Federal Emphasis on Accountability in Higher Education and Regional Accreditation Processes Carla D. Sanderson Commissioner, Southern Association of Colleges and Schools, 2000-2005
The Role of Accreditation and Accountability • Since 1965 accreditation has been one of several participants in the federal determination of the distribution of Title IV funds. • Role of accreditation is to determine the quality of an institution’s eligibility by incorporating and applying federal standards, processes, and procedures into their own membership approved standards, processes, and procedures. • In essence, the federal government expects accreditation to be accountable to the public through recognition by the U.S. Department of Education.
How is accreditation accountable to the public through this DOE recognition? • 1. By adopting standards that meet the criteria for federal recognition so as to ensure that it is a reliable authority as to the quality of education or training offered by an institution it accredits.
Mission Curricula Faculty Facilities, equipment Fiscal capacity Administrative capacity Student services Recruiting practices Admissions practices Academic calendars Publications Program length Objectives of the degree Record of student complaints Title IV compliance An accrediting body must have standards that assess student achievement in relation to:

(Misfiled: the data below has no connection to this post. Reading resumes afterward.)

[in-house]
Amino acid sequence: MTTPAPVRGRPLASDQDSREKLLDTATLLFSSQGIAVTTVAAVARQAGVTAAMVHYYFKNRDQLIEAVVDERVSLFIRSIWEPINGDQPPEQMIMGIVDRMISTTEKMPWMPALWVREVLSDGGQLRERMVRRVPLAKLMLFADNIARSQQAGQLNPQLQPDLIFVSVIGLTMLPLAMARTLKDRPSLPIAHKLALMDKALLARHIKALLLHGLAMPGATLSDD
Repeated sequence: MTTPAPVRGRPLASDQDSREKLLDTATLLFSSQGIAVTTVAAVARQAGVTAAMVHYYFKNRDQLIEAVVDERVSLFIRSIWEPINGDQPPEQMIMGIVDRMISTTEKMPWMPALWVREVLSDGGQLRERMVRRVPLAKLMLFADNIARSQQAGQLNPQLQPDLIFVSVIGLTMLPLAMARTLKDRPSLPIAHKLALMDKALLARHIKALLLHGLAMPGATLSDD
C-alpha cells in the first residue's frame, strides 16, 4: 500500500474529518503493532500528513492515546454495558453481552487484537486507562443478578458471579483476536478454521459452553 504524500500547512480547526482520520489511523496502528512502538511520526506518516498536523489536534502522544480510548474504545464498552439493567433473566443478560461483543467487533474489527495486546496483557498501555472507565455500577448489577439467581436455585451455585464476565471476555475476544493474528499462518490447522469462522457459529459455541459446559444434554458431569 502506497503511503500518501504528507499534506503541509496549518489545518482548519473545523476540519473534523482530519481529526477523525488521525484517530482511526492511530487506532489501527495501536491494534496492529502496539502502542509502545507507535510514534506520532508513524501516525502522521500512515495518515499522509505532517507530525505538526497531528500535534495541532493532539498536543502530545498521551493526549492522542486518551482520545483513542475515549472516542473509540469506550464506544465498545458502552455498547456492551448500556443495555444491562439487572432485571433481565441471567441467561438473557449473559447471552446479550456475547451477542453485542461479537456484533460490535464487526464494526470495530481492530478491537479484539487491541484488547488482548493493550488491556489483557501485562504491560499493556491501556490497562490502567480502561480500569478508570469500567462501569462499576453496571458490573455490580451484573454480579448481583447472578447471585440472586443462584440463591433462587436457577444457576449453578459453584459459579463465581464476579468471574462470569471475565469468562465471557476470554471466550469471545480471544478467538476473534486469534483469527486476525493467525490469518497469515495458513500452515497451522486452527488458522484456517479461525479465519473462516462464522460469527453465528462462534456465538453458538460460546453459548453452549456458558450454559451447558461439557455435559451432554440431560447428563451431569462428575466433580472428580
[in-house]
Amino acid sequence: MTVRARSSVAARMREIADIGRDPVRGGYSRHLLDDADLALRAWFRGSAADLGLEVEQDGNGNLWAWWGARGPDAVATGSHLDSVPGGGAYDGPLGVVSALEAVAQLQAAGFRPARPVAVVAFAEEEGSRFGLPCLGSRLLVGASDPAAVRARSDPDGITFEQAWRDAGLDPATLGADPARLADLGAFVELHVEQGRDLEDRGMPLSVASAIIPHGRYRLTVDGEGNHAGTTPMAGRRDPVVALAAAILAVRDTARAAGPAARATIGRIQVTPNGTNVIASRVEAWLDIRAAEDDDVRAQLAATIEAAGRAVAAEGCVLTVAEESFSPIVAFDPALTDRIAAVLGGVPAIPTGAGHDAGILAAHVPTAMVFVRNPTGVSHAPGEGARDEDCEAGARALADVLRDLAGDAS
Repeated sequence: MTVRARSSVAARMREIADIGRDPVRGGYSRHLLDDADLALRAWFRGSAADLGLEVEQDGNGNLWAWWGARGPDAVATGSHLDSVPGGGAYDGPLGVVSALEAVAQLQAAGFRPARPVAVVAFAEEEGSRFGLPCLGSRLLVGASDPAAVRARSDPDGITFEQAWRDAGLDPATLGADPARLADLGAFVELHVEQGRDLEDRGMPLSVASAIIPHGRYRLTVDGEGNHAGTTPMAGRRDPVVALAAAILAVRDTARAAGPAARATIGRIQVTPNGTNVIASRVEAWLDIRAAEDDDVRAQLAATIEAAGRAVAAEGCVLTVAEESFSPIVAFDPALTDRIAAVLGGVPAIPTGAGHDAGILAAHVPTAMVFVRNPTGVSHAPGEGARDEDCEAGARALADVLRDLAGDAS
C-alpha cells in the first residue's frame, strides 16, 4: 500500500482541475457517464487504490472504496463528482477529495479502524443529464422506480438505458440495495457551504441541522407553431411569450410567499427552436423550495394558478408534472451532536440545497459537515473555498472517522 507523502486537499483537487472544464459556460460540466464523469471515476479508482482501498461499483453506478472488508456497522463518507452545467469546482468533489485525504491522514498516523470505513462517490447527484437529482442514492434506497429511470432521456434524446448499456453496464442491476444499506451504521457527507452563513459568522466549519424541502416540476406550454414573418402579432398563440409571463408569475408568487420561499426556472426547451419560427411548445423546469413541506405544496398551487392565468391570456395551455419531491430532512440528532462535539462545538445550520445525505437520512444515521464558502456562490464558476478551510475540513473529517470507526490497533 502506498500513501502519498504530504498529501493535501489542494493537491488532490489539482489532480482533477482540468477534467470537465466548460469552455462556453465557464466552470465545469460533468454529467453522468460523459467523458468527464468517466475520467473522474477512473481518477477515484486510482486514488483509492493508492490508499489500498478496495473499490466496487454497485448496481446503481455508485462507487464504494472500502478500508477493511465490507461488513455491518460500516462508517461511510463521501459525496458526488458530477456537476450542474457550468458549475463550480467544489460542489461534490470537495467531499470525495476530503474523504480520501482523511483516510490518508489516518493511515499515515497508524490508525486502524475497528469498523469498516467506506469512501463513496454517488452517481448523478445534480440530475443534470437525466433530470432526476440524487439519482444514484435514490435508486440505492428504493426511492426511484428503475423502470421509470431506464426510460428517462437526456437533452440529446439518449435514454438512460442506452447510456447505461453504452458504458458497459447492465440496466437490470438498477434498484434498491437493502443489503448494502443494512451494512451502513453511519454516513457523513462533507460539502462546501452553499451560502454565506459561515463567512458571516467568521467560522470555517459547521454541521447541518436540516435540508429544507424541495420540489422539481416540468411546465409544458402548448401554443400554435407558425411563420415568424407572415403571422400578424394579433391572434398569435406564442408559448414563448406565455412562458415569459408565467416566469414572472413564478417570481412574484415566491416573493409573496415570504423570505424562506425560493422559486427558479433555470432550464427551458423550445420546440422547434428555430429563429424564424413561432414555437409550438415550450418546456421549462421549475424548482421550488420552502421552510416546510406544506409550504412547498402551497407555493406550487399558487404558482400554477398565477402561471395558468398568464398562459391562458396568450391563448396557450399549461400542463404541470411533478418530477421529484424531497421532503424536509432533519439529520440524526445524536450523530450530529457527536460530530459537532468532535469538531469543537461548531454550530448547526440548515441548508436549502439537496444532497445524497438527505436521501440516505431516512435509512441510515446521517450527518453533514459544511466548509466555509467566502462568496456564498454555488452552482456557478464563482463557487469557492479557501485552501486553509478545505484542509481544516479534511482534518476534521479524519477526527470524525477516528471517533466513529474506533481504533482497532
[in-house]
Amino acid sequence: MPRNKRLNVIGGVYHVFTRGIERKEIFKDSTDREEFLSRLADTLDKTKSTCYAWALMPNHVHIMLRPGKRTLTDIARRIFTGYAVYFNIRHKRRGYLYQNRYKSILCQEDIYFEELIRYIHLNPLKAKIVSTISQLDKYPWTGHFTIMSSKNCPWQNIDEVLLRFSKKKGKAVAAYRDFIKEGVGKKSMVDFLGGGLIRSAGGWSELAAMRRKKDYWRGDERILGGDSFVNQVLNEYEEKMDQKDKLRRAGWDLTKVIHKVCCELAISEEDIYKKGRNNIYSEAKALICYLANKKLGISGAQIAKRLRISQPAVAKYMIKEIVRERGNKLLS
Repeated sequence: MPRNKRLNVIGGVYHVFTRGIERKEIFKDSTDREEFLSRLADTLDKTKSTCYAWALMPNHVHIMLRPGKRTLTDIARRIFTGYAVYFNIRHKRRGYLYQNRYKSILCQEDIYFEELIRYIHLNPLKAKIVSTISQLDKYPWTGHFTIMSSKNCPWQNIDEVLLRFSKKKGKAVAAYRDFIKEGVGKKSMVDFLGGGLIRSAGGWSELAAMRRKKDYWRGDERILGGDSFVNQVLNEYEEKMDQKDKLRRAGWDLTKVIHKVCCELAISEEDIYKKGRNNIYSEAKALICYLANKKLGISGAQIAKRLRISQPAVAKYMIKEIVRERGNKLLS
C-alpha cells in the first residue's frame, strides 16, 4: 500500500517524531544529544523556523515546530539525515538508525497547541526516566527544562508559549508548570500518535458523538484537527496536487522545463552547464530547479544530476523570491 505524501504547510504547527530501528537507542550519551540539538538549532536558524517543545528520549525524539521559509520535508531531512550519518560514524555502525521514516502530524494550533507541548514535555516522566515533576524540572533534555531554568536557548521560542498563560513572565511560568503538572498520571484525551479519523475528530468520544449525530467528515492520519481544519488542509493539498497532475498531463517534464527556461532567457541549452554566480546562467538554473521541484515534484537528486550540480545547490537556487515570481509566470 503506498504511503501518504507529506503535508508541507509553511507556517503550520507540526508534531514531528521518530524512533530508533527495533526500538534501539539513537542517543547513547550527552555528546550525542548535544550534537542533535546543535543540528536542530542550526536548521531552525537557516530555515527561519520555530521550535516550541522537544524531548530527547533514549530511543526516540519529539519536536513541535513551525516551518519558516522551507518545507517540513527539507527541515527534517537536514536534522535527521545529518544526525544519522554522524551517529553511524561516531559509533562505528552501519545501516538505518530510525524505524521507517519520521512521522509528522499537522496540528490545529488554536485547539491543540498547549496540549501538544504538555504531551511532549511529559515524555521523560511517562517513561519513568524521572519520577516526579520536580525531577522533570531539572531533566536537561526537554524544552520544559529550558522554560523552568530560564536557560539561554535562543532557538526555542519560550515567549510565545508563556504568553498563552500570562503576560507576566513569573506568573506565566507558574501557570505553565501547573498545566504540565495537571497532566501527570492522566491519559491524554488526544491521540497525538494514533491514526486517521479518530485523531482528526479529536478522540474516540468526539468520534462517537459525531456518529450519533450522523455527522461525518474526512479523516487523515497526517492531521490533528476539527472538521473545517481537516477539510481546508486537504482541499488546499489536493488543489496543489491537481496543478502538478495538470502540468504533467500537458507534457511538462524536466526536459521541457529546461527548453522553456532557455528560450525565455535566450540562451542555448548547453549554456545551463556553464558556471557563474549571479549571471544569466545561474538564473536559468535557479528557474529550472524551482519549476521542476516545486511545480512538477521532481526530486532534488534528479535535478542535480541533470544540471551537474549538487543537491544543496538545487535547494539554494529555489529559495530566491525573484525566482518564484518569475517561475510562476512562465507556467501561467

How is accreditation accountable to the public through this DOE recognition? • By adopting processes that guide accreditation in the review of institutions eligible for Title IV funding.
Regular, on-site inspections Procedures for continuous monitoring between reviews Reporting/reviewing substantive change—some require an on-site review Procedures for approval and review of branch campuses and change of ownership Procedures for approving teach-out agreements Procedures for reviewing the quality of the accrediting body’s standards Procedures that comply with due process Procedures and timelines for disclosure to the Secretary of Education, appropriate State licensing agency, and the public of Commission actions To be recognized by the U.S. Department of Education, the accrediting body must apply procedures specified by statute and regulations, such as:
The above standards and processes are designed by legislators to hold accrediting commissions accountable for the quality of higher education institutions that receive federal funds. The USDOE also has regulations that an accrediting commission must meet that do not directly affect the institutions it accredits, such as: - quality of evaluators and staff - budget of the accrediting commission - governance of the accrediting commission, i.e. the elected 77-member commission—defining who should be on that commission (academics, public reps, etc)
How has recent action by the House (HR 609 as approved on Friday, March 31 by a margin of 221 to 199) proposed to change the current Higher Education statute? HR 609 as passed by the U.S. House of Representatives proposes some changes to the current law: